JUNEAU — Work at the Capitol has been moving at a swift pace, with nearly one-third of the 90-day session over. Here are three things to watch for this week:
The Senate Finance Committee is set to start digging into the capital budget.
The budget tends to include infrastructure projects and regional or district-level projects important to individual lawmakers.
Senate leaders in describing the budget the past few years have referred to it as healthy and robust, a level needed to help keep the economy humming. The size of the budget hasn’t fallen below $2 billion since fiscal year 2005, according to the Legislative Finance Division, but expectations for next year’s budget are being tempered.
Leaders in both the House and Senate say they want to rein in spending amid continued forecasts of declining oil production and spending levels that many legislators deem unsustainable. Gov. Sean Parnell, who has shown his willingness in the past to cut capital budgets he considers too bloated, has called on lawmakers to agree to an overall spending limit.
House and Senate Resources are scheduled to officially begin their work on Parnell’s proposed oil tax overhaul. Senate Resources has been holding informational hearings, helping to lay the groundwork for the bill’s arrival.
A special Senate committee on oil flow through the trans-Alaska pipeline last week advanced the proposal, SB21 in the Senate, but, in an accompanying letter of intent, said the action was “in no way an expression of support” for the measure in its current form.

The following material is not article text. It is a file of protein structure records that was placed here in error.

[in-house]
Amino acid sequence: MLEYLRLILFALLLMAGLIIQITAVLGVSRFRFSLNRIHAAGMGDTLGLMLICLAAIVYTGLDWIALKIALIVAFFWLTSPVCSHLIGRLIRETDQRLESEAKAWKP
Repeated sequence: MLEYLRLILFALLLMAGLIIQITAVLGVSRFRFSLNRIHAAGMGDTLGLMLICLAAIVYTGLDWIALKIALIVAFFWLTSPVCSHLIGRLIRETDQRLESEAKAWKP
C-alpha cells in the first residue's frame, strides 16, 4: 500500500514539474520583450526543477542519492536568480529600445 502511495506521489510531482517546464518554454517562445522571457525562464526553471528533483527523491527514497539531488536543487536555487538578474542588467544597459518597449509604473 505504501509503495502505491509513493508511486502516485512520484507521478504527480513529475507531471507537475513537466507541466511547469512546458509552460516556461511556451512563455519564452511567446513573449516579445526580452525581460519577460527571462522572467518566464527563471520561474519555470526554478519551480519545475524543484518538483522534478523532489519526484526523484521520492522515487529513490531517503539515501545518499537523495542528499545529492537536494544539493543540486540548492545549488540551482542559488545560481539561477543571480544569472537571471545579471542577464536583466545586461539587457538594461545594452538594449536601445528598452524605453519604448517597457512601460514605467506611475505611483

Some legislators have raised concerns about Parnell’s approach to tax credits and his proposal to scrap the progressive surcharge that companies have said eats too deeply into profits when oil prices are high.
The surcharge also has also been credited with helping fatten state coffers in recent years. An administration official says the administration looks forward to explaining its proposal in greater detail and how it fits with Parnell’s philosophy for an oil tax plan.
The House Health and Social Services Committee on Tuesday is scheduled to hear HB16, which would allow for “random and suspicion-based testing” of adult recipients of cash assistance for illegal drugs and alcohol that impairs their ability to work or find work.
Rep. Wes Keller, R-Wasilla, in his sponsor statement said that while the state Department of Health and Social Services must provide public assistance to those in need, it’s not appropriate to “simply provide assistance without knowing whether the assistance will actually be fueling an addiction problem.”
Under the bill, the department could deny or suspend assistance to those who test positive and don’t comply with a treatment program, or those who refuse testing. The American Civil Liberties Union of Alaska raised constitutional concerns with a similar bill in 2010 that got little traction and died.